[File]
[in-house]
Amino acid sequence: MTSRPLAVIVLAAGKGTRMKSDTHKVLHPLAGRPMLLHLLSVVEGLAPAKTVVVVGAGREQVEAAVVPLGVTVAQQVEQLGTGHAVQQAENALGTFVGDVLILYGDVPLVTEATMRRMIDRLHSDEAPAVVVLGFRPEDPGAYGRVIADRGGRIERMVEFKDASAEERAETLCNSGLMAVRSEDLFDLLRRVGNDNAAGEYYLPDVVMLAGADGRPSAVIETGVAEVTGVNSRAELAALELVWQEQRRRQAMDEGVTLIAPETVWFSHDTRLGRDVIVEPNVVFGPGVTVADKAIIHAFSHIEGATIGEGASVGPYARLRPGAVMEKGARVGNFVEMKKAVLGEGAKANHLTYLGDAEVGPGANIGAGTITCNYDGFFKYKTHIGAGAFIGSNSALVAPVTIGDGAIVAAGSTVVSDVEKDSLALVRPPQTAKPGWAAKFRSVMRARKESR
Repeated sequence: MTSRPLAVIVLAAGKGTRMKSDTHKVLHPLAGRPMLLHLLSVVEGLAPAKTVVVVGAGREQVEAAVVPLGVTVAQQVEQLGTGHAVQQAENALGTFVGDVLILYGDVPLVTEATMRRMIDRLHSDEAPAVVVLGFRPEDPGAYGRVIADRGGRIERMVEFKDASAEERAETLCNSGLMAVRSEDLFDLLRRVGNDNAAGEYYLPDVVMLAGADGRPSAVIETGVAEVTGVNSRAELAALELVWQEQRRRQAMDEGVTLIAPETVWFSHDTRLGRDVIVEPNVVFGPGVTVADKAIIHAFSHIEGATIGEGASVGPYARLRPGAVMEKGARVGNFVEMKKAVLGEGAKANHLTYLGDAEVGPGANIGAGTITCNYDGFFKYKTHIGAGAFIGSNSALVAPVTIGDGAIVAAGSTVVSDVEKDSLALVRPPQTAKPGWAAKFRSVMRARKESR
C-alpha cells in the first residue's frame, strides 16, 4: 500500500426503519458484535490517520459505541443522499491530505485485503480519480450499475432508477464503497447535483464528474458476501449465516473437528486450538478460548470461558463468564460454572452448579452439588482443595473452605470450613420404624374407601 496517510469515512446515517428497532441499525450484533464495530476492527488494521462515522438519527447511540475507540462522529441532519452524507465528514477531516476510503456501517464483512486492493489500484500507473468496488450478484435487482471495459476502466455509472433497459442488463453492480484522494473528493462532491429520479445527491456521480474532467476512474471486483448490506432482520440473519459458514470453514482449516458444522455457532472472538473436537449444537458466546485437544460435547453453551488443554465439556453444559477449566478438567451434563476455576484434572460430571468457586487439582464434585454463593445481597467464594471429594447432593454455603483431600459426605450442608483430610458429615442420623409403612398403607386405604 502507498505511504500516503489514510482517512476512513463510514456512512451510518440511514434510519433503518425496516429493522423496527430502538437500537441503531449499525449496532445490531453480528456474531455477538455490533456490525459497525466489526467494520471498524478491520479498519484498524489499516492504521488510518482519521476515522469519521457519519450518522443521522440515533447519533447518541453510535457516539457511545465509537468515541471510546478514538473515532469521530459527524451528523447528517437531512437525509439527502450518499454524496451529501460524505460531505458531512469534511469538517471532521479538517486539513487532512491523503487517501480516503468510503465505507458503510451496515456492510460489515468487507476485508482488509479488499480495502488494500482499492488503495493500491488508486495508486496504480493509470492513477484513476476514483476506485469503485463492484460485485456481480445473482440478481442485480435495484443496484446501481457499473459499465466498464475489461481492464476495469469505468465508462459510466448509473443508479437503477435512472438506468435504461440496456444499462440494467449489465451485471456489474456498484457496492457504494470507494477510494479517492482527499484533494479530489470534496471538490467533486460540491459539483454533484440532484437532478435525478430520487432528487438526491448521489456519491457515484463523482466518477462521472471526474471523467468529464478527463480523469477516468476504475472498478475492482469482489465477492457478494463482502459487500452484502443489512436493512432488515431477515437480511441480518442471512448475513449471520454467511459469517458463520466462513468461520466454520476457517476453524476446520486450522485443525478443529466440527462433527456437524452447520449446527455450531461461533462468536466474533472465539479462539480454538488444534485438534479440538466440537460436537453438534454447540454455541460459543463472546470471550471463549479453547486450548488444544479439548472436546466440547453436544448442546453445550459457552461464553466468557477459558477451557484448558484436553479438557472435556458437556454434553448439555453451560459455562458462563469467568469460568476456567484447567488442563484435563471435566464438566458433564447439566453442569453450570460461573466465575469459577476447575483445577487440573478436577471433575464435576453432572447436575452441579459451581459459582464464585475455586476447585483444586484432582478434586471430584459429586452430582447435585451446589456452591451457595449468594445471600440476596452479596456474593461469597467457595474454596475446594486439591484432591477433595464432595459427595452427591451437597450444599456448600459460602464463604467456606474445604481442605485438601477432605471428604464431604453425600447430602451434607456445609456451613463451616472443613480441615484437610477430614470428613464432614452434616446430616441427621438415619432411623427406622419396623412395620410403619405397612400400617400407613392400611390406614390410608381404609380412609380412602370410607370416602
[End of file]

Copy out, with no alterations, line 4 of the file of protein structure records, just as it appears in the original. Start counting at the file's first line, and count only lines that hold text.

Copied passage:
C-alpha cells in the first residue's frame, strides 16, 4: 500500500426503519458484535490517520459505541443522499491530505485485503480519480450499475432508477464503497447535483464528474458476501449465516473437528486450538478460548470461558463468564460454572452448579452439588482443595473452605470450613420404624374407601 496517510469515512446515517428497532441499525450484533464495530476492527488494521462515522438519527447511540475507540462522529441532519452524507465528514477531516476510503456501517464483512486492493489500484500507473468496488450478484435487482471495459476502466455509472433497459442488463453492480484522494473528493462532491429520479445527491456521480474532467476512474471486483448490506432482520440473519459458514470453514482449516458444522455457532472472538473436537449444537458466546485437544460435547453453551488443554465439556453444559477449566478438567451434563476455576484434572460430571468457586487439582464434585454463593445481597467464594471429594447432593454455603483431600459426605450442608483430610458429615442420623409403612398403607386405604 502507498505511504500516503489514510482517512476512513463510514456512512451510518440511514434510519433503518425496516429493522423496527430502538437500537441503531449499525449496532445490531453480528456474531455477538455490533456490525459497525466489526467494520471498524478491520479498519484498524489499516492504521488510518482519521476515522469519521457519519450518522443521522440515533447519533447518541453510535457516539457511545465509537468515541471510546478514538473515532469521530459527524451528523447528517437531512437525509439527502450518499454524496451529501460524505460531505458531512469534511469538517471532521479538517486539513487532512491523503487517501480516503468510503465505507458503510451496515456492510460489515468487507476485508482488509479488499480495502488494500482499492488503495493500491488508486495508486496504480493509470492513477484513476476514483476506485469503485463492484460485485456481480445473482440478481442485480435495484443496484446501481457499473459499465466498464475489461481492464476495469469505468465508462459510466448509473443508479437503477435512472438506468435504461440496456444499462440494467449489465451485471456489474456498484457496492457504494470507494477510494479517492482527499484533494479530489470534496471538490467533486460540491459539483454533484440532484437532478435525478430520487432528487438526491448521489456519491457515484463523482466518477462521472471526474471523467468529464478527463480523469477516468476504475472498478475492482469482489465477492457478494463482502459487500452484502443489512436493512432488515431477515437480511441480518442471512448475513449471520454467511459469517458463520466462513468461520466454520476457517476453524476446520486450522485443525478443529466440527462433527456437524452447520449446527455450531461461533462468536466474533472465539479462539480454538488444534485438534479440538466440537460436537453438534454447540454455541460459543463472546470471550471463549479453547486450548488444544479439548472436546466440547453436544448442546453445550459457552461464553466468557477459558477451557484448558484436553479438557472435556458437556454434553448439555453451560459455562458462563469467568469460568476456567484447567488442563484435563471435566464438566458433564447439566453442569453450570460461573466465575469459577476447575483445577487440573478436577471433575464435576453432572447436575452441579459451581459459582464464585475455586476447585483444586484432582478434586471430584459429586452430582447435585451446589456452591451457595449468594445471600440476596452479596456474593461469597467457595474454596475446594486439591484432591477433595464432595459427595452427591451437597450444599456448600459460602464463604467456606474445604481442605485438601477432605471428604464431604453425600447430602451434607456445609456451613463451616472443613480441615484437610477430614470428613464432614452434616446430616441427621438415619432411623427406622419396623412395620410403619405397612400400617400407613392400611390406614390410608381404609380412609380412602370410607370416602